I will give some examples and then you can decide on your own if the change is for good or for bad.

1. 20 years back you could find lots of snow on FotuLa top, but now none.

2. Ice walls on the high passes were atleast 20 feet high, but now due to pollution caused by increase in traffic and road widening you get to see hardly any snow.

3. KhardungLa was anonymous with just one sign board and an army picket. And now you know how many sign boards are present. Plus the mountain slope next to the temple is littered with cans and bottles. These are a big threat to the eco system

4. Connectivity is better with better and wider roads, but on the downside mountains are being cut which results in mud slides, avalanches etc etc.

5. With more tourists coming in people of Ladhak are getting more source of income. Tourism sustains the economy of the region for atleast 5 months in a year.

6. Much more greenery is visible around Leh than it was 20 years back hence increasing the O2 levels.

7. Air and road Connectivity is better, hence things are easily (as compared to 20 yrs back) available for the locals through out the year. Would you believe that 20 years back match boxes were considered to be the best gift to a local family?
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Old 3rd August 2010, 12:30   #12
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Oh!!! Vivek, there's a point that I can't stop help thinking; the crowd at Leh is atleast 1000 times better than the everyday crowd at Tirupathi. Trust me, one visit inside the sanctum will change your mindset for ever.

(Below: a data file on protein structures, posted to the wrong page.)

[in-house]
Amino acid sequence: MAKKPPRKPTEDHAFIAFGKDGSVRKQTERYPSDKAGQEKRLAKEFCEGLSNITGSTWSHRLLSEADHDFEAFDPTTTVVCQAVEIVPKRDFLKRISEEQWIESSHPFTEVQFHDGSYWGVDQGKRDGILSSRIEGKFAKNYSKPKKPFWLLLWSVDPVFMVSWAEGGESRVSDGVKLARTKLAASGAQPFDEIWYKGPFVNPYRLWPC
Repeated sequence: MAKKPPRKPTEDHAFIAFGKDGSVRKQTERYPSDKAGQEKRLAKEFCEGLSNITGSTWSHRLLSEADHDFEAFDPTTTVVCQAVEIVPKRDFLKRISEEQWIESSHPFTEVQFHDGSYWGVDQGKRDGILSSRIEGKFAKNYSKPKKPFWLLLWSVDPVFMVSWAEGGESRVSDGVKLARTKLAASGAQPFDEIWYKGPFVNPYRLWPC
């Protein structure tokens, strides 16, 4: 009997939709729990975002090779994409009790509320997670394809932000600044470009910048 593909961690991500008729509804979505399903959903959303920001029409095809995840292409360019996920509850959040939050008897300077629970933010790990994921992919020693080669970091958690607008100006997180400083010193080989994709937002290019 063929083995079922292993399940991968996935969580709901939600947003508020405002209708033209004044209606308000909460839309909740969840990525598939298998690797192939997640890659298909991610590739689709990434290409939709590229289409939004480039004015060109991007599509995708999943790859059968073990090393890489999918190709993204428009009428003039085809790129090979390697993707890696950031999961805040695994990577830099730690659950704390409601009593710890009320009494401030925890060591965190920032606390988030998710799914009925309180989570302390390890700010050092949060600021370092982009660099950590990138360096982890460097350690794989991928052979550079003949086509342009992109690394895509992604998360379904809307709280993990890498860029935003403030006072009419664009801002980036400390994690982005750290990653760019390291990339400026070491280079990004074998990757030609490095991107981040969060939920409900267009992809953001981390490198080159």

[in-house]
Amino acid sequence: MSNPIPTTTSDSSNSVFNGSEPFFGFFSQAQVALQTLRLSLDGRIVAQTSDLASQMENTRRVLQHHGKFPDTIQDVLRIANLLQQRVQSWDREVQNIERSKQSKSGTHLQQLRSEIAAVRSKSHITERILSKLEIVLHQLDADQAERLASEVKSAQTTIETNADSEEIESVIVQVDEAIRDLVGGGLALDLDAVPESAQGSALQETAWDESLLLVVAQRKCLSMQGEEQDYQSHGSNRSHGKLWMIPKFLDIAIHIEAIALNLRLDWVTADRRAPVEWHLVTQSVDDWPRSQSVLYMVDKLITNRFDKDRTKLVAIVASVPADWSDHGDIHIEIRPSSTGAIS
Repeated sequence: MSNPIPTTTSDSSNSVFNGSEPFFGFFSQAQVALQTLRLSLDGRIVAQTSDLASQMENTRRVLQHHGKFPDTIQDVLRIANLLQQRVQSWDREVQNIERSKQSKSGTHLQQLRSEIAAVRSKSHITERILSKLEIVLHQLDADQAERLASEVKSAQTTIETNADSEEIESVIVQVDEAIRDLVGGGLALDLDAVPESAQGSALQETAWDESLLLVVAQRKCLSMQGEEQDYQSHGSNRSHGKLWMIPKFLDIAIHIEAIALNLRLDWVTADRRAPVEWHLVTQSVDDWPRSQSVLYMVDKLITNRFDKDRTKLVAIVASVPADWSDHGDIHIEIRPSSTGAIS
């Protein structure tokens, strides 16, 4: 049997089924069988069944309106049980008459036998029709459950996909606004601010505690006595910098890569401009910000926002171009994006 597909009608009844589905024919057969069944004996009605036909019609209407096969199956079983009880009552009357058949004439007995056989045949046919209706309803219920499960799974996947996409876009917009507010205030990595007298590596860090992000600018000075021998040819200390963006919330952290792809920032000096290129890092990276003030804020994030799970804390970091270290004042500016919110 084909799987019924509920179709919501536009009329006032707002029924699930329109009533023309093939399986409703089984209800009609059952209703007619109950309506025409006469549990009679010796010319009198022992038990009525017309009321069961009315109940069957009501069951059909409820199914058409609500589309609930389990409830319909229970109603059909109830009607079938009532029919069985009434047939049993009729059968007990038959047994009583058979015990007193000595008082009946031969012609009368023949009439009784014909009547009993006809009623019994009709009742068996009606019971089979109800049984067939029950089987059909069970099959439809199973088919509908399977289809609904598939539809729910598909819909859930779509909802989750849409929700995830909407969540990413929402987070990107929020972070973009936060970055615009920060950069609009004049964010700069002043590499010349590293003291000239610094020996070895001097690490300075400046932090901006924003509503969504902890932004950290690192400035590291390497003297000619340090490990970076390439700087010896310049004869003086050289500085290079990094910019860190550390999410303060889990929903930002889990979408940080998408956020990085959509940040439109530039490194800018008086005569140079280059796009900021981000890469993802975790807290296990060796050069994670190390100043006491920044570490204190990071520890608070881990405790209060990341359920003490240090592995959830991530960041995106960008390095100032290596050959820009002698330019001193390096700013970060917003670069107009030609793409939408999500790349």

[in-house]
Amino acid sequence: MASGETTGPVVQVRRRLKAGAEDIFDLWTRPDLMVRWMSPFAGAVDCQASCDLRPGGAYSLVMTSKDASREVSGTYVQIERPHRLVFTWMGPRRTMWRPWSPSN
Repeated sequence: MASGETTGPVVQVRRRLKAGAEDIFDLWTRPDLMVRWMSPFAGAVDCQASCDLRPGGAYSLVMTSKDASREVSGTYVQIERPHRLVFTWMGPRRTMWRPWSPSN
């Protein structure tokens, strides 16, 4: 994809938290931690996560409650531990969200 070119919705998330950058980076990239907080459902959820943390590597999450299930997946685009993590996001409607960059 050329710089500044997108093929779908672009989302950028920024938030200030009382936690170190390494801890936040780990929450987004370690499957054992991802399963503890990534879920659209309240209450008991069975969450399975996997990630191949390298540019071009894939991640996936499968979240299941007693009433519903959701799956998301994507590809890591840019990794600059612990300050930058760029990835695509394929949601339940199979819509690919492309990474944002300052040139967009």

PS - It changes your outlook towards people & hatred to have come there. Trust me, you gotta believe me on this.
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Old 3rd August 2010, 13:26   #13
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Quote:
Originally Posted by vivekiny2k View Post
...does anybody else think Laddakh has become what kumbh mela has been for years? People just want to go there regardless of the risks involved.

IMHO, there is a limit to the visitors a place can accommodate (dictated by climate, facilities and support personnel etc) and once beyond that, a sensible person should give it up, not matter how bad s/he wants it.

Apart from the kumbh, Haz and other religious events (mostly on hilltops), other things that come to my mind are various parades and concerts that turn into tragic events.
Err... I don't quite understand the point of this thread. Are you saying stay away from Ladakh because it is becoming overcrowded? Or is it that you think the risks that you think the journey entails, do not make it worthwhile to go?